Financial markets

Chen Chen, Sudipto Dasgupta, Thanh Huynh, Ying Xia, 08 July 2020

Stay-at-home orders, when effective, can save both lives and the economy. Even though the short-term economic impact is very significant, not getting the pandemic under control can impose even higher economic costs in the future. This column studies the market reactions following staggered lockdown events across US states during Covid-19. It finds that returns on firms located in lockdown states are higher following the lockdown. These reactions can be interpreted as reflecting updated beliefs of market participants in the light of events that follow the lockdowns, such as compliance with stay-at-home orders.

David Bholat, 02 July 2020

Machine learning and artificial intelligence (AI) are at the heart of current transformations that some commentators have dubbed the ‘Fourth Industrial Revolution.’ The Bank of England, CEPR and Imperial College recently organised a virtual event to discuss how machine learning and AI are changing the economy and the financial system, including how central banks operate. This column summarises key topics discussed during the event and introduces videos recorded by some of the presenters, including Stuart Russell, Alan Manning, and the Bank of England’s Chief Data Officer, Gareth Ramsay.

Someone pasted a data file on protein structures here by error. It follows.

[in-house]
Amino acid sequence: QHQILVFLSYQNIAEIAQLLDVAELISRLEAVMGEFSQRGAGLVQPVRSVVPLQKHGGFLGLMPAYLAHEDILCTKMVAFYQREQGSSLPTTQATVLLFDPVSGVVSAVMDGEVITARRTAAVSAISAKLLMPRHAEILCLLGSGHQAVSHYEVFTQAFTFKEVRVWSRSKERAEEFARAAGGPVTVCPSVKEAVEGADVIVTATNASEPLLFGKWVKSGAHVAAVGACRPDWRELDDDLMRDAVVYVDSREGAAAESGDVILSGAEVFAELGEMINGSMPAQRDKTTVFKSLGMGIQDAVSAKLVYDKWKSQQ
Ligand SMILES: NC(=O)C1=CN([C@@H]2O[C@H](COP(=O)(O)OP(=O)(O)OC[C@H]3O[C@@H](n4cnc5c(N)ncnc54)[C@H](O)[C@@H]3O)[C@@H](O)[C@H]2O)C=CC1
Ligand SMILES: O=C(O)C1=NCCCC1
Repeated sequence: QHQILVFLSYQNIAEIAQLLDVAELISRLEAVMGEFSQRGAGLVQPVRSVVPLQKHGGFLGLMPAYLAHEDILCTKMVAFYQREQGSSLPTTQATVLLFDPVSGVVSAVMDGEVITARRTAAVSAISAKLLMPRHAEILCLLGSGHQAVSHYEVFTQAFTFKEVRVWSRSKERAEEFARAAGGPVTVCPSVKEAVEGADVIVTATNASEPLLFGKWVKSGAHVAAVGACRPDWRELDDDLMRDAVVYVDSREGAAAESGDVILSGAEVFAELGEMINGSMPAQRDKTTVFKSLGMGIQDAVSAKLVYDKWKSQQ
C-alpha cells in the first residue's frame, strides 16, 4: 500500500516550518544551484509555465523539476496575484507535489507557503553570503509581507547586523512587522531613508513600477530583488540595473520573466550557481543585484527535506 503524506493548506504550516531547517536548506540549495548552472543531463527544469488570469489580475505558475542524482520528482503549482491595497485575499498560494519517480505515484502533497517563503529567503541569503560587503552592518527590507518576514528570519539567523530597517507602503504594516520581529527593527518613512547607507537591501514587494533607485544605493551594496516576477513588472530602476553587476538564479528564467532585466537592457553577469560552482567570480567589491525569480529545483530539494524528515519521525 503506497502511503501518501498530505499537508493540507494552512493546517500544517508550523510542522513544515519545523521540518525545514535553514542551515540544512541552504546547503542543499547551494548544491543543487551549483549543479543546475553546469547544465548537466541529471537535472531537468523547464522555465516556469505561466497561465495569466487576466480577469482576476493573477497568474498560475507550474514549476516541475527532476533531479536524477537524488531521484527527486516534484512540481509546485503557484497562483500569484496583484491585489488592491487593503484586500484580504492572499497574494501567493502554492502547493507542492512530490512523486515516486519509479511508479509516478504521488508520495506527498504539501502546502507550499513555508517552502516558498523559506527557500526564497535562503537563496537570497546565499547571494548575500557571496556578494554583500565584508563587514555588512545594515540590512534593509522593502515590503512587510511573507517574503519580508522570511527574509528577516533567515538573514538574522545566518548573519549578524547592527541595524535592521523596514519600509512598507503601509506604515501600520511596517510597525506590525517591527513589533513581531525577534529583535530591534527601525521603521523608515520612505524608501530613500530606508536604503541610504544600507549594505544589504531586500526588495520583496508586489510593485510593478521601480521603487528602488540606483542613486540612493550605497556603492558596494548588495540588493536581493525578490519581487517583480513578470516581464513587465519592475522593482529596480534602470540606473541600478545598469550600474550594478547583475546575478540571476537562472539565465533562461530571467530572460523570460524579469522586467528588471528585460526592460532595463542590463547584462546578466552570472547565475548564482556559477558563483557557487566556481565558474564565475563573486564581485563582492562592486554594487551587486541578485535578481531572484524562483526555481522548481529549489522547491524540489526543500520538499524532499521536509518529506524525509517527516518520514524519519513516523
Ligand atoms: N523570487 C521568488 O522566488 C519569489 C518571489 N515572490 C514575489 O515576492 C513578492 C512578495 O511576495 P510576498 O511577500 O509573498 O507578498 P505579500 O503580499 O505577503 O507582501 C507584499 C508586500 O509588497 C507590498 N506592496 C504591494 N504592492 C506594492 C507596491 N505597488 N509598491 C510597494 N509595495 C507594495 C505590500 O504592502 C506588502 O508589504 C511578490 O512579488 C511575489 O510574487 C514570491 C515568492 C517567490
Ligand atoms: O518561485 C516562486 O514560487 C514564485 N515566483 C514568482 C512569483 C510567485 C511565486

Divya Kirti, Mu Yang Shin, 20 June 2020

The grim impact of COVID-19 – extensive financial dislocations across asset classes and potentially large increases in morbidity and mortality – could pose a challenge to the insurance industry, particularly life insurers. This column urges central banks looking to preserve credit supply to account for changes in insurer risk appetite, which could take place well before capital levels approach regulatory thresholds. Financial stability assessments should examine the implications of the pandemic for insurers, which operate in some countries on a comparable scale to banks.

Gunther Capelle-Blancard, Adrien Desroziers, 19 June 2020

During the COVID-19 pandemic and the related economic fallout, the response of the stock markets has raised concerns as well as questions. This column explores the surprising trends. There is some evidence that shareholders have favoured the less vulnerable firms, and that credit facilities and government guarantees, lower policy interest rates, and lockdown measures mitigated the decline in stock prices. However, fundamentals only explain a small part of the stock market variations at the country level. Overall, it is hard to deny that the links between stock prices and fundamentals have been loose at best.

Viral Acharya, Raghuram Rajan, Jack Shim, 16 June 2020

While many theories of international borrowing emphasize its advantages, it has proven difficult to empirically establish a correlation between a developing country’s use of foreign financing and good outcomes such as stronger growth. This column proposes a theoretical framework that reconciles the above puzzle. It establishes that a developing country’s propensity to save is essential in determining whether the government’s ability to borrow in international markets is welfare improving for its citizens or not. Hence, debt is not always 'odious' and alternative policies such as debt ceilings may prove more useful, especially in the midst of the current pandemic.

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